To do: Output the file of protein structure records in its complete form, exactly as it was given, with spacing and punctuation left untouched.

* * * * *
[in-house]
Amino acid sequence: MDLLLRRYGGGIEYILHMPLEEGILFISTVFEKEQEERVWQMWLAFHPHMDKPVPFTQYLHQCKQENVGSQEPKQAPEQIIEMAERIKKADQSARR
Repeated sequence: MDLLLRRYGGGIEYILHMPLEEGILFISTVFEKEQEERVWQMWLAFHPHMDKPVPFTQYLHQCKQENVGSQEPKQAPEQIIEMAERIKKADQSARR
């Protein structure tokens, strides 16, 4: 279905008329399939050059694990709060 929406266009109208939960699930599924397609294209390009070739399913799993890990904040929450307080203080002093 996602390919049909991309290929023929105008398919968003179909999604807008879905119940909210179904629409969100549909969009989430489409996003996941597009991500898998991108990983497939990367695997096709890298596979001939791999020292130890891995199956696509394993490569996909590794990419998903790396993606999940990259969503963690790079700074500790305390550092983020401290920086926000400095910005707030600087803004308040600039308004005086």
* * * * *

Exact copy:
[in-house]
Amino acid sequence: MDLLLRRYGGGIEYILHMPLEEGILFISTVFEKEQEERVWQMWLAFHPHMDKPVPFTQYLHQCKQENVGSQEPKQAPEQIIEMAERIKKADQSARR
Repeated sequence: MDLLLRRYGGGIEYILHMPLEEGILFISTVFEKEQEERVWQMWLAFHPHMDKPVPFTQYLHQCKQENVGSQEPKQAPEQIIEMAERIKKADQSARR
């Protein structure tokens, strides 16, 4: 279905008329399939050059694990709060 929406266009109208939960699930599924397609294209390009070739399913799993890990904040929450307080203080002093 996602390919049909991309290929023929105008398919968003179909999604807008879905119940909210179904629409969100549909969009989430489409996003996941597009991500898998991108990983497939990367695997096709890298596979001939791999020292130890891995199956696509394993490569996909590794990419998903790396993606999940990259969503963690790079700074500790305390550092983020401290920086926000400095910005707030600087803004308040600039308004005086």